City council members in California can impose term limits on themselves, according to California Government Code Section 36502(b). In practical terms, however, as most politicians have ambition to remain in office, only rarely have California officeholders at any level subjected themselves to a limitation on their time in office.
Similarly, a city council has the authority to place a measure impacting its particular municipality on the ballot by means of a majority vote. In California, citizens can request from the county election official the placement of a measure to be voted upon by those in a particular jurisdiction, but can only do so by collecting sufficient signatures of registered voters within that jurisdiction – specified as equal to 8 percent of the number of voters in that jurisdiction who voted in the last gubernatorial election. Thus, to qualify a referendum for the ballot, proponents of such a measure would need to affix at least 1,563 signatures of Chino Hills voters to their petition.
That is not a daunting task but would require a degree of work and coordination. Rather than have to go to that effort, the proponents, who are calling themselves “Term Limiters,” are hoping that they can get the city council to open a discussion of the matter at a city council meeting in February and then inspire enough of their fellow citizens to show up at the meeting to endorse the concept, thereby convincing the council that it should spare them the need to do the heavy lifting themselves by gather the signatures and use its authority to ask the San Bernardino County Registrar of Voters to put the measure on the November 2024 ballot.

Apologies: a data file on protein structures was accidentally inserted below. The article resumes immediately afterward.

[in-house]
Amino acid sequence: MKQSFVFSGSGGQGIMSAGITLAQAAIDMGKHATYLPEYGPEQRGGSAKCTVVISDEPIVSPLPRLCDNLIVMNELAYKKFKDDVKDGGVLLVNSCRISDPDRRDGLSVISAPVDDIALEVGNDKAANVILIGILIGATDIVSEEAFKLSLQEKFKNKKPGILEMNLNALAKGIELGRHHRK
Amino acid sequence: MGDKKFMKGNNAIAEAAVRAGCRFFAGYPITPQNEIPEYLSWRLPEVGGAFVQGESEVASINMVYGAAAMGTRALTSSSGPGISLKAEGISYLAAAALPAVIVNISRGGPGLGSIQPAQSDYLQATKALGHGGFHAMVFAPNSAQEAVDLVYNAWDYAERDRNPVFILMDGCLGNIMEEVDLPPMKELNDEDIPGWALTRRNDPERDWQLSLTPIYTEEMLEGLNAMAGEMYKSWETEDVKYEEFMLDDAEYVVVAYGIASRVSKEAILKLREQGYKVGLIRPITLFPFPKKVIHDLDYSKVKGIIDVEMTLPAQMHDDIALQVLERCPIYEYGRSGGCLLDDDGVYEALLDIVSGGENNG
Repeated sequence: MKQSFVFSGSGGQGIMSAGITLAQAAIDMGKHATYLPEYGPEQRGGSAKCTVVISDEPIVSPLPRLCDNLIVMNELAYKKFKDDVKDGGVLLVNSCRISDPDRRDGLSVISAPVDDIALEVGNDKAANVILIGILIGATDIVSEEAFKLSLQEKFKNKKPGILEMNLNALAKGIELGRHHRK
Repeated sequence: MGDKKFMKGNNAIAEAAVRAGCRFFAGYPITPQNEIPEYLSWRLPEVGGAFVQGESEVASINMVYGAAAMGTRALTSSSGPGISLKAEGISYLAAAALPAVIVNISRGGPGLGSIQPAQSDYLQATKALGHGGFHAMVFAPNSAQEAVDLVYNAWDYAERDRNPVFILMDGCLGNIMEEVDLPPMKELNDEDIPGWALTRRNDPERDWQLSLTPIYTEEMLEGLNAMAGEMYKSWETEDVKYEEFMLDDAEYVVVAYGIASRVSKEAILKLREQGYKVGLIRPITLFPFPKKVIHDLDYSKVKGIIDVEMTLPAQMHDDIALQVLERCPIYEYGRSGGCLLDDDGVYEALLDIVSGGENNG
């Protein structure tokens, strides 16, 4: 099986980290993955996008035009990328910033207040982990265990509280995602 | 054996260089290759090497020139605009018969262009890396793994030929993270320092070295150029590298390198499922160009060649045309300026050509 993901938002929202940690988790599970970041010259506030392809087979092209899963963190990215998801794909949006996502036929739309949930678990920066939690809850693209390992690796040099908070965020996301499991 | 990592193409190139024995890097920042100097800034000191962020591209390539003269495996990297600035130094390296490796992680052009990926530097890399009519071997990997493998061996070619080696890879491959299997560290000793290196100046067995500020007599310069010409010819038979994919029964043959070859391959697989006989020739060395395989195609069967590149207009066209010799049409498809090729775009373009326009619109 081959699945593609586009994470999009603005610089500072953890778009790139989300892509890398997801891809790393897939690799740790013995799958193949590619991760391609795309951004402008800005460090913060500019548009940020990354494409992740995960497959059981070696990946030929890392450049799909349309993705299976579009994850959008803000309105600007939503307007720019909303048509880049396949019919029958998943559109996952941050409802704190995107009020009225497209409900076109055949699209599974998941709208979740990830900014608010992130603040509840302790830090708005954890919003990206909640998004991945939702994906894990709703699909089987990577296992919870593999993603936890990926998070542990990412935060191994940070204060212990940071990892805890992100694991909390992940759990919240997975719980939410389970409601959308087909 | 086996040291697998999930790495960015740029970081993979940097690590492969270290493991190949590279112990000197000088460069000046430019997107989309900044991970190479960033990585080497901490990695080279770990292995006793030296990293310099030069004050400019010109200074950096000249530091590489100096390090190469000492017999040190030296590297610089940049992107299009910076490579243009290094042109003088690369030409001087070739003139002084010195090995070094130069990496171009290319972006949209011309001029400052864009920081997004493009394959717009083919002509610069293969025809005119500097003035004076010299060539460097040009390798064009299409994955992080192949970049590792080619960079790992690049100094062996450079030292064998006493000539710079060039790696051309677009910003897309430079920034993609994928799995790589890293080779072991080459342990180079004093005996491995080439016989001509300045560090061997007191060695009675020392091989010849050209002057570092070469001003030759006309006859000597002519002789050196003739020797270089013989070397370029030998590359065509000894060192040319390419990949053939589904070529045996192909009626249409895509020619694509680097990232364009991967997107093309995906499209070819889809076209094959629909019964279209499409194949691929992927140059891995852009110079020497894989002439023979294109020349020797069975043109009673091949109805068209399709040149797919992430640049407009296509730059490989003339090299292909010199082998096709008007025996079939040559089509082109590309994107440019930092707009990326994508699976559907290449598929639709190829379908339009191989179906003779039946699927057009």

What the term limit proponents are asking is that the members of the council, in effect, pull the political rug out from underneath themselves.
In an effort to determine how realistic that request is, the Sentinel phoned Mayor Moran but was unable to get a response. Thereafter, the Sentinel sent emails to all five council members. The emails inquired whether the mayor and each individual council member believed such a signature gathering effort by the term limit advocates would be likely to succeed.